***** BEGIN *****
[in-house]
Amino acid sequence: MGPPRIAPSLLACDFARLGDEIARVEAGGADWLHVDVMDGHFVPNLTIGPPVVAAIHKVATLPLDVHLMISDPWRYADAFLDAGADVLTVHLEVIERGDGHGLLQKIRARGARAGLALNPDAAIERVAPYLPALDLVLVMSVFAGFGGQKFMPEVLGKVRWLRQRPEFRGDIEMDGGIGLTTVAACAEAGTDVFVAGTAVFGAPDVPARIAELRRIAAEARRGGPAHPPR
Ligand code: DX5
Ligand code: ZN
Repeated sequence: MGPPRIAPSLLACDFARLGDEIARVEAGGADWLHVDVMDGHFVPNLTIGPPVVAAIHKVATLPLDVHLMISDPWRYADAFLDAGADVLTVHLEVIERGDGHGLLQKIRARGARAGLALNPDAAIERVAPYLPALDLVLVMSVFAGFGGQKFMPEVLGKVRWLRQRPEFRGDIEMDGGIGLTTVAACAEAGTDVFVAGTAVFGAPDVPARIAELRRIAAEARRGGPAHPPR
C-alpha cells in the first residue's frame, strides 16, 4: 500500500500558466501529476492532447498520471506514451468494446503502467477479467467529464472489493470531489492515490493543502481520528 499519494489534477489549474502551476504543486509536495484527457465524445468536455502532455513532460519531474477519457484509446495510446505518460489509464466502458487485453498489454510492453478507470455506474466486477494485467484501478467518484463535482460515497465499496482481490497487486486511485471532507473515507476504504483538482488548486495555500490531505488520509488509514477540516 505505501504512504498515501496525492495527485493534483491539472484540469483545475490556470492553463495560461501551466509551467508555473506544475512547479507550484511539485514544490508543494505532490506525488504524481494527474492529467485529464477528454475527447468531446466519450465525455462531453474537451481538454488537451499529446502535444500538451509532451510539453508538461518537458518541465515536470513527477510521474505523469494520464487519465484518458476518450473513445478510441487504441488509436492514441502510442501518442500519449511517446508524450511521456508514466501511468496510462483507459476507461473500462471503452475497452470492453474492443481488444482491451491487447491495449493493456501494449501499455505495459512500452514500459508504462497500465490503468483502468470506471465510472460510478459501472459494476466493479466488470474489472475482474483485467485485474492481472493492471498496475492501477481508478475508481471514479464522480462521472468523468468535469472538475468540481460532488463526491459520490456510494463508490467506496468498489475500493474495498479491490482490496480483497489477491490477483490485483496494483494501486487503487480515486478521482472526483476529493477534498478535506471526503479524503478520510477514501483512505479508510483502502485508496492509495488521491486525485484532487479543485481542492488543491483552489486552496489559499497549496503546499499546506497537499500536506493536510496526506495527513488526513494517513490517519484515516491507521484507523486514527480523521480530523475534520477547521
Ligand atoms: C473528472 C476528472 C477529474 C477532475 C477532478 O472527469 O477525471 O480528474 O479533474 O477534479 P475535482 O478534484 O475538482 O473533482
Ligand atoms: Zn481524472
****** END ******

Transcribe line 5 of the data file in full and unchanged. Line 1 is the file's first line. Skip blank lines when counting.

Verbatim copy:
Repeated sequence: MGPPRIAPSLLACDFARLGDEIARVEAGGADWLHVDVMDGHFVPNLTIGPPVVAAIHKVATLPLDVHLMISDPWRYADAFLDAGADVLTVHLEVIERGDGHGLLQKIRARGARAGLALNPDAAIERVAPYLPALDLVLVMSVFAGFGGQKFMPEVLGKVRWLRQRPEFRGDIEMDGGIGLTTVAACAEAGTDVFVAGTAVFGAPDVPARIAELRRIAAEARRGGPAHPPR